Real Estate Brokerage Disputes– New York Law Amended.

When commission disputes arise, how do you handle them in New York?

Real Estate brokers, realtors, and other real estate professionals who depend upon a commission to be paid will now have a clearer path to address their commission disputes. Under the recently amended NY Real Property Law (“RPL”), Section 294-b, (“Recording brokers affidavit of entitlement to commission for completed brokerage services”), a duly licensed real estate broker may undertake a special procedure to protect their right to an earned real estate commission. (Effective January 1, 2009).

Under the “Commission Escrow Act,” a licensed real estate professional may claim entitlement to a brokerage commission for sales and leaseholds by filing an affidavit stating the right to such commission with the recording officer of the county in which the real property is located.

While the filing of the affidavit does not invalidate the transfer or lease of real property, and does not create a lien, it requires the Seller to establish an escrow of monies to “protect” the brokerage commission.

Under the amendment, the so called “Notice of Entitlement” to the commission has been expanded to include claims for transfers of cooperative units; and will be now be recorded upon the “lien docket.”

If the property is a one-to-four family dwelling, condominium unit or cooperative apartment, used as a residence and there is a brokerage dispute where the Notice of Entitlement has been filed; the seller shall establish an escrow fund, as follows,

“the lesser of the net proceeds of the sale or the amount of the unpaid portion of the compensation agreed to in such written contract [the brokerage agreement] shall be deposited by the seller… with the recording officer in whose office the affidavit was recorded…until the rights of the seller and broker to such monies has been determined by order of a court of competent jurisdiction…”,

Real estate professionals should understand that there are very specific procedures that must be provided, including (i) the brokerage contract includes a notice, as required by the law, (ii) the Notice of Entitlement and affidavit has been recorded, and (iii) the broker serves a copy of the affidavit on the seller prior to closing.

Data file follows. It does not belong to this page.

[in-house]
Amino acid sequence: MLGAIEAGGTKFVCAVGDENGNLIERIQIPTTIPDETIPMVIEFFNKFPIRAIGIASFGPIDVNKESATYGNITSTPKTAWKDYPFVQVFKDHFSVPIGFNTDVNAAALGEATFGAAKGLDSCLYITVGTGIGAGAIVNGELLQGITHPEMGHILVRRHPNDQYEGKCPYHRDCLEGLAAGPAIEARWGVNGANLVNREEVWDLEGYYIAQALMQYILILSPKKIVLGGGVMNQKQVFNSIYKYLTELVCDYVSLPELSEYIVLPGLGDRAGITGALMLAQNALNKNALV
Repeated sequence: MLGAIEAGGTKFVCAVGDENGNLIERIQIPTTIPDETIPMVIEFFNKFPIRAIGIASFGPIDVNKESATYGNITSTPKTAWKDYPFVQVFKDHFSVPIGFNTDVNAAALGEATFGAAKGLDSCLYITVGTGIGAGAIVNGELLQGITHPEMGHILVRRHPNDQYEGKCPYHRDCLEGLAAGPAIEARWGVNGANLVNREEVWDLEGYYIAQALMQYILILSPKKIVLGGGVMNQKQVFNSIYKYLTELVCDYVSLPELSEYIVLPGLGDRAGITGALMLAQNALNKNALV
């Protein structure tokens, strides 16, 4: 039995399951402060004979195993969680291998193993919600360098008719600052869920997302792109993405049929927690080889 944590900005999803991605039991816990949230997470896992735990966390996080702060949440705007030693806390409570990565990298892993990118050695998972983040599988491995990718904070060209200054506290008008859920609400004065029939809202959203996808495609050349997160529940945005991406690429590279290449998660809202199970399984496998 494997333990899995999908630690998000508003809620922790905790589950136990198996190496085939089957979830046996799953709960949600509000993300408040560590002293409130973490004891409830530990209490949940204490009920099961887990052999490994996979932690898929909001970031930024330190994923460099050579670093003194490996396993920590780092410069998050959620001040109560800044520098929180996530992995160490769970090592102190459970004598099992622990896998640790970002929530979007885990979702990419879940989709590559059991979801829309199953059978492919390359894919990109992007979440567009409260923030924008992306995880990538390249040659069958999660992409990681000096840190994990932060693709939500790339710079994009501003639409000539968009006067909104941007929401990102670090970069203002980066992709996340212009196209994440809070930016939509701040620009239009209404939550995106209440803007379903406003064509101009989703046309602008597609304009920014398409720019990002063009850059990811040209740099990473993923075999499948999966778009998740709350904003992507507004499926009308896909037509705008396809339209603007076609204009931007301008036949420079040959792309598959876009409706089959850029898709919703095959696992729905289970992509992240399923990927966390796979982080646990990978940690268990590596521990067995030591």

Because the law is still new, it is unclear what will occur if the seller fails to deposit monies into the escrow account since the law does not “create a lien or encumbrance against any real property” and does not invalidate “any transfer of real property”.

The term escrow generally means a pool of money held by a third party until the matter can be adjudged by some court or other tribunal. Here, the idea is that buyers and sellers of real estate can deposit the money into a fund and fight over it knowing that there is a pool of money at the end of the dispute. The measure does not pre-judge who is guilty and who is innocent, but provides the outline of a process for keeping the funds available in New York State.

The bottom line– how often does your attorney tell you,”the cost of fighting is going to be more than the cost of recovery, just settle or give up?” Now, the money will be tied up, offering more of an incentive to capture that money. Call your new york state real estate litigation lawyer if you are uncertain.

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